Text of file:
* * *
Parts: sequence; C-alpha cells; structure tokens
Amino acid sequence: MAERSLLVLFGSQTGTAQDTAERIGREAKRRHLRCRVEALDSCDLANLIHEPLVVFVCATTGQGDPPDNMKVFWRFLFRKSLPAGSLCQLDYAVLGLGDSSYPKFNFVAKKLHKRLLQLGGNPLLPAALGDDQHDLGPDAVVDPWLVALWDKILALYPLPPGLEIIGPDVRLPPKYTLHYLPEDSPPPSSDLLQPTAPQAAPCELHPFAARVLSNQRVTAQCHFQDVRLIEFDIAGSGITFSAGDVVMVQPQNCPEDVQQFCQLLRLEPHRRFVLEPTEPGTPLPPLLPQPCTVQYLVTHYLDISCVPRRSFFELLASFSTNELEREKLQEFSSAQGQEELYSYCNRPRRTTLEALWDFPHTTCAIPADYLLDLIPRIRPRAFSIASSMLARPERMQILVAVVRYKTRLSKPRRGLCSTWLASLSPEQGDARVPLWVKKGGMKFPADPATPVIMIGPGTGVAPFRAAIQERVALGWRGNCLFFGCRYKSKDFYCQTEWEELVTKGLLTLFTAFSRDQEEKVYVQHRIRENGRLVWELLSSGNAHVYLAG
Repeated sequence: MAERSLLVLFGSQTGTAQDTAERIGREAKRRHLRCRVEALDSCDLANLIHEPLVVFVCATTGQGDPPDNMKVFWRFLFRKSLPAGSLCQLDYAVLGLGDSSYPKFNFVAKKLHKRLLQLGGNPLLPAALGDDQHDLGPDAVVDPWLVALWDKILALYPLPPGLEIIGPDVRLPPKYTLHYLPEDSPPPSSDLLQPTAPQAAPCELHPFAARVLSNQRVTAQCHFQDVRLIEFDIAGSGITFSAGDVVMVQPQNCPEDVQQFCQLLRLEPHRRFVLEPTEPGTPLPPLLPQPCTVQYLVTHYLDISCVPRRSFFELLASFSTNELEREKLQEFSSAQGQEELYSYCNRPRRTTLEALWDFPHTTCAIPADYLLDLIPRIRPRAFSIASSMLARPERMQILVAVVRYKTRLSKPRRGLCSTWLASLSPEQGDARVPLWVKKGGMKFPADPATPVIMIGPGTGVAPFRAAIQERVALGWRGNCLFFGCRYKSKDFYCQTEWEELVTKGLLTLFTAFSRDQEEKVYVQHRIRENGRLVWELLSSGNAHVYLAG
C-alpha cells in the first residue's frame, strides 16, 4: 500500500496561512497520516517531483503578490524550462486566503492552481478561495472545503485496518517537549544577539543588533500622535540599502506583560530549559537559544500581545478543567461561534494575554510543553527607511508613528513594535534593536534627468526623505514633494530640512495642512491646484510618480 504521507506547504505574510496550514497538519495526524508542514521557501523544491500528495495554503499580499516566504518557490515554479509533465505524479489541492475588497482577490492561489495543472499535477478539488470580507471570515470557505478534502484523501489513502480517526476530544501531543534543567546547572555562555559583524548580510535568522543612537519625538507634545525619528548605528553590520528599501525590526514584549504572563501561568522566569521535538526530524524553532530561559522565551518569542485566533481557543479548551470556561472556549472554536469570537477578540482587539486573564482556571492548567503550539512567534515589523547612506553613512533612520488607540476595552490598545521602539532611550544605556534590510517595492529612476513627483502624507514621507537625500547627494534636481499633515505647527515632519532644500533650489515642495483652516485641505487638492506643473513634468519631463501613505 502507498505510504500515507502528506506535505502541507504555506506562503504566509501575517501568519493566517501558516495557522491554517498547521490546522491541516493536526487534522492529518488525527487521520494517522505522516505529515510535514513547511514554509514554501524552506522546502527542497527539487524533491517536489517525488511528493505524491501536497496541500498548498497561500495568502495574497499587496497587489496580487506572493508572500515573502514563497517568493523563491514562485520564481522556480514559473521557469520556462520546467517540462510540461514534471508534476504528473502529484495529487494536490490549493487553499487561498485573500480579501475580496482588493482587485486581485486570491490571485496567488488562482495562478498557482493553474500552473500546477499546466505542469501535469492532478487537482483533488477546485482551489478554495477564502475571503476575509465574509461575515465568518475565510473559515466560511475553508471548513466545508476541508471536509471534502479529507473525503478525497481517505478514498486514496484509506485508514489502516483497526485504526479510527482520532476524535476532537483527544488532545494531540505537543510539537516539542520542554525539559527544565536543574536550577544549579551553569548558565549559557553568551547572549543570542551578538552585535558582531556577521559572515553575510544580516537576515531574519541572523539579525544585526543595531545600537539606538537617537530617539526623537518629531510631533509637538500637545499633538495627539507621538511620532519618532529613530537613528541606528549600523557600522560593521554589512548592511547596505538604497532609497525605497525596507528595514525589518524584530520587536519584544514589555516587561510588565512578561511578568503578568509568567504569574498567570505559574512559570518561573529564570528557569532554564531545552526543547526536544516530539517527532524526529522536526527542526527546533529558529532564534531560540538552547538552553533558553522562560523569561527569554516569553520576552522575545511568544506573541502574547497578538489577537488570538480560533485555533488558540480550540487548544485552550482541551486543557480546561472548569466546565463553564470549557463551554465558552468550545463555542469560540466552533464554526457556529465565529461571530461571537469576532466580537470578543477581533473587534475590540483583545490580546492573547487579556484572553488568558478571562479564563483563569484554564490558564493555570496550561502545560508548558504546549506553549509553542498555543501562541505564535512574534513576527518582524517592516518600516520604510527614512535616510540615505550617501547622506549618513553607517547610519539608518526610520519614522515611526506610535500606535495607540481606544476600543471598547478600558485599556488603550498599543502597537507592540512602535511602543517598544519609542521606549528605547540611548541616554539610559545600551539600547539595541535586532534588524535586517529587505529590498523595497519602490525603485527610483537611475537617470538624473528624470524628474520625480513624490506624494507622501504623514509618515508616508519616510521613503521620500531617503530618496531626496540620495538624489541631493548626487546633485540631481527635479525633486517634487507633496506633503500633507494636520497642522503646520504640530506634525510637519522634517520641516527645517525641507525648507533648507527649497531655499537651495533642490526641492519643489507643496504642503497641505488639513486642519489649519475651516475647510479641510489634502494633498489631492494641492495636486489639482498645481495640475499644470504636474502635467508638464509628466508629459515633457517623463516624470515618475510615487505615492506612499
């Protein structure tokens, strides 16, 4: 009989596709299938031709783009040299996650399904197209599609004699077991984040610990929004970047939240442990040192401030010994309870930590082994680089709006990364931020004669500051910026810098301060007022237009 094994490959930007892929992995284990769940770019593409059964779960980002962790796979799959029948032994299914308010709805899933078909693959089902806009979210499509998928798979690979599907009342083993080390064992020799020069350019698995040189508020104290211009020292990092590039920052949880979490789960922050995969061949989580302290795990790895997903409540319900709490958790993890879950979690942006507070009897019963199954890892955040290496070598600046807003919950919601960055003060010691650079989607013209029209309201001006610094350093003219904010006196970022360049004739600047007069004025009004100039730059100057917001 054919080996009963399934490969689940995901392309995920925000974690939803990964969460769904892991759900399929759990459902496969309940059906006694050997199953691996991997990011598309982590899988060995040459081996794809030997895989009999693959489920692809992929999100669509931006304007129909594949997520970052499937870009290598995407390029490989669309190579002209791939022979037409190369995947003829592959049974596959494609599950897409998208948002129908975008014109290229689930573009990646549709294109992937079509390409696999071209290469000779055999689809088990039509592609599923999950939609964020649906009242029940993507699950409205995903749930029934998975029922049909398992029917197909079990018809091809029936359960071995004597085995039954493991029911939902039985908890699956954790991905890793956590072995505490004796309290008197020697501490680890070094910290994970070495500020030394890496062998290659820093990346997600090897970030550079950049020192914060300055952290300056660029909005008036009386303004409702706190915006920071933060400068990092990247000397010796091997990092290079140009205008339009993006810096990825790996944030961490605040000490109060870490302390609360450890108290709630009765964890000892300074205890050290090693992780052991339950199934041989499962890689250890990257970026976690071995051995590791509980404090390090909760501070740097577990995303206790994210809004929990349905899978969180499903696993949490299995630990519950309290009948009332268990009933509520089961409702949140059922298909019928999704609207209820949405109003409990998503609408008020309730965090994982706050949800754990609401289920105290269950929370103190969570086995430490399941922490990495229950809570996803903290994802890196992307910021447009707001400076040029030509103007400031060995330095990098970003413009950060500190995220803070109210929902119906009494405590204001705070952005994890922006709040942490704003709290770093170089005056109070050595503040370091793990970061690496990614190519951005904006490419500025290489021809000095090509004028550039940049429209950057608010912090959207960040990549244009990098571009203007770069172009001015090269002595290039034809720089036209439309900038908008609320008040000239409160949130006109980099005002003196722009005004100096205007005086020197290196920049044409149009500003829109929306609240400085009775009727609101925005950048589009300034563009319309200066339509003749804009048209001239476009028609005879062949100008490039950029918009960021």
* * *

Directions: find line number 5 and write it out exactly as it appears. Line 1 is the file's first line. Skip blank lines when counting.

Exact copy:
């Protein structure tokens, strides 16, 4: 009989596709299938031709783009040299996650399904197209599609004699077991984040610990929004970047939240442990040192401030010994309870930590082994680089709006990364931020004669500051910026810098301060007022237009 094994490959930007892929992995284990769940770019593409059964779960980002962790796979799959029948032994299914308010709805899933078909693959089902806009979210499509998928798979690979599907009342083993080390064992020799020069350019698995040189508020104290211009020292990092590039920052949880979490789960922050995969061949989580302290795990790895997903409540319900709490958790993890879950979690942006507070009897019963199954890892955040290496070598600046807003919950919601960055003060010691650079989607013209029209309201001006610094350093003219904010006196970022360049004739600047007069004025009004100039730059100057917001 054919080996009963399934490969689940995901392309995920925000974690939803990964969460769904892991759900399929759990459902496969309940059906006694050997199953691996991997990011598309982590899988060995040459081996794809030997895989009999693959489920692809992929999100669509931006304007129909594949997520970052499937870009290598995407390029490989669309190579002209791939022979037409190369995947003829592959049974596959494609599950897409998208948002129908975008014109290229689930573009990646549709294109992937079509390409696999071209290469000779055999689809088990039509592609599923999950939609964020649906009242029940993507699950409205995903749930029934998975029922049909398992029917197909079990018809091809029936359960071995004597085995039954493991029911939902039985908890699956954790991905890793956590072995505490004796309290008197020697501490680890070094910290994970070495500020030394890496062998290659820093990346997600090897970030550079950049020192914060300055952290300056660029909005008036009386303004409702706190915006920071933060400068990092990247000397010796091997990092290079140009205008339009993006810096990825790996944030961490605040000490109060870490302390609360450890108290709630009765964890000892300074205890050290090693992780052991339950199934041989499962890689250890990257970026976690071995051995590791509980404090390090909760501070740097577990995303206790994210809004929990349905899978969180499903696993949490299995630990519950309290009948009332268990009933509520089961409702949140059922298909019928999704609207209820949405109003409990998503609408008020309730965090994982706050949800754990609401289920105290269950929370103190969570086995430490399941922490990495229950809570996803903290994802890196992307910021447009707001400076040029030509103007400031060995330095990098970003413009950060500190995220803070109210929902119906009494405590204001705070952005994890922006709040942490704003709290770093170089005056109070050595503040370091793990970061690496990614190519951005904006490419500025290489021809000095090509004028550039940049429209950057608010912090959207960040990549244009990098571009203007770069172009001015090269002595290039034809720089036209439309900038908008609320008040000239409160949130006109980099005002003196722009005004100096205007005086020197290196920049044409149009500003829109929306609240400085009775009727609101925005950048589009300034563009319309200066339509003749804009048209001239476009028609005879062949100008490039950029918009960021």